Key trends to track in 2019

Blog postby Eugene Danilkis
2 min read

The future of financial services is going to be very different from the past. This is due to increasing external pressure to change with customers the ones in the driver’s seat.

Digital spinoffs speed ahead

Banks have been forced to evolve and have begun launching their own fintech or digital bank. It is a trend we saw over the past 18 months and is just getting started. Spin offs like Goldman Sach’s Marcus and ABN AMRO’s New10 are helping to fight fintech with fintech. They are launching greenfield tech-enabled businesses to tap market opportunities and embark on a lower-risk technological evolution. Spinoffs draw on the resources and experience of the parent institution while operating independently, embracing the technology and culture of fintechs. They deliver significant results in a short period of time, free of organisational and technological legacy that holds back traditional organisations.

Transition not transformation

Digital spinoffs spurred a rethink of how to solve specific market, technological or regulatory issues. Spinoffs highlight another trend: strategic and surgical transition projects instead of long, expensive and risky enterprise-wide transformations. There is a movement to centralise control of the balance sheet but decentralise deployment of services. Flexibility of technology enables decentralised deployment by individual businesses instead of the whole organisation. With a modular or componentised approach, the business unit has more agility to innovate and deploy a myriad of services to address specific needs at lower risk and cost.

Collaboration in technology

Potential lies in a combination of technologies as part of a wider value chain. Institutions are beginning to design their operating model and technology for change which involves an API-driven composable architecture. This allows them to adapt quickly and mix the right technologies for the biggest impact.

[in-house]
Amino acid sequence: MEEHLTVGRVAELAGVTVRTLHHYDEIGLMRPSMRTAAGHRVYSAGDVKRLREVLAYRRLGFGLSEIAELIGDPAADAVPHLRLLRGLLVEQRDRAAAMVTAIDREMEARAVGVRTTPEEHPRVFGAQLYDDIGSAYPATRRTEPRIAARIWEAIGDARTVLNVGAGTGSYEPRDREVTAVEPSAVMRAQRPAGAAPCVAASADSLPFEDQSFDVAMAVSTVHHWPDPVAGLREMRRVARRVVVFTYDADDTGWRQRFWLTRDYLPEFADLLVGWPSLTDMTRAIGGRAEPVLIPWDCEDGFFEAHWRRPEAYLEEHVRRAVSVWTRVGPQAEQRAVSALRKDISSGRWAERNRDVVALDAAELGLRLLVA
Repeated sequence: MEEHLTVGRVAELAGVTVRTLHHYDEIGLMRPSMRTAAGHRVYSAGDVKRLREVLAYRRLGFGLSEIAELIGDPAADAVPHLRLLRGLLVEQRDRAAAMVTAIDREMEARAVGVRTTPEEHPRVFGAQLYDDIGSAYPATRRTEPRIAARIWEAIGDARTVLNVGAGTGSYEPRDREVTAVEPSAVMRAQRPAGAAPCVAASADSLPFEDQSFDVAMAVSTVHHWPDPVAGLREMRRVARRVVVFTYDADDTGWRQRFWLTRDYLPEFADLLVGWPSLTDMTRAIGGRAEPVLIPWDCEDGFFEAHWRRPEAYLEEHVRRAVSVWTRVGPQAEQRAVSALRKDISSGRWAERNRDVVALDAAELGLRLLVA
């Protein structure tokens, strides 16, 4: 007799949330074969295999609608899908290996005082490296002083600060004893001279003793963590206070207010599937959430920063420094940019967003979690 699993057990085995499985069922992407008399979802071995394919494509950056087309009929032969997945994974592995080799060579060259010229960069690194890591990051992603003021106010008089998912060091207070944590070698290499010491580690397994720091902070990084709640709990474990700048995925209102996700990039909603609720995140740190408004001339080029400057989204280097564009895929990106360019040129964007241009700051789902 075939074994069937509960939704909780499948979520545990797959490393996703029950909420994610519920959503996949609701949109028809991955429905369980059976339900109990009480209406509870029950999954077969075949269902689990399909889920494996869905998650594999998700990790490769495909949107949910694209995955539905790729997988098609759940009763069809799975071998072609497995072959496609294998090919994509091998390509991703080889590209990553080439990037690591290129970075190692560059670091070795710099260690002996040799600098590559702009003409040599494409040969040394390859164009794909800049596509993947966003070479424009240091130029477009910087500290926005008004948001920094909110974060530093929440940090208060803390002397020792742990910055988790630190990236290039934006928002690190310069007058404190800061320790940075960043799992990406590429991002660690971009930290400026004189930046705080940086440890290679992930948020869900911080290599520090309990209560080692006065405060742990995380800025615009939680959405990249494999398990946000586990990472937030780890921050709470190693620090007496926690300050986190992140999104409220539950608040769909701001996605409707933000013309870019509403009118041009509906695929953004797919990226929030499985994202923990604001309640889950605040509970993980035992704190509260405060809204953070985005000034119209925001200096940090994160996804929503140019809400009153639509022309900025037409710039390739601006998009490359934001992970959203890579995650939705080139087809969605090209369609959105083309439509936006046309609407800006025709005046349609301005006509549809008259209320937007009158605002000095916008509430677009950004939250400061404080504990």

Acceptance of platformification

Platformification in the form of open banking and composable architecture will enable continuous and fast innovation for years. Instead of building in-house and propagating silos, institutions will connect more cloud-based services together, access more digital channels and services. If managed like a product, core assets can be reused, shared and monetised, extending the reach of existing services or provide new revenue streams.

Easing of regulation

More regulators are embracing cloud driven services, noticeably in countries that may not have previously had a public cloud footprint. Following regulators in the UK, France, Australia and Germany, those in Africa and Southeast Asia will continue to loosen regulation on public cloud usage. Supported by banks and cloud vendors, more software and services like information security, business continuity will be cloud-based and cloud agnostic which negates the perceived risk of cloud providers.

About the author

Eugene Danilkis is the CEO of Mambu, the entrepreneurial driving force behind the leading SaaS banking engine. Informed by his background in mission-critical systems technology, Eugene’s vision is powering Mambu’s rapid growth.

Eugene Danilkis
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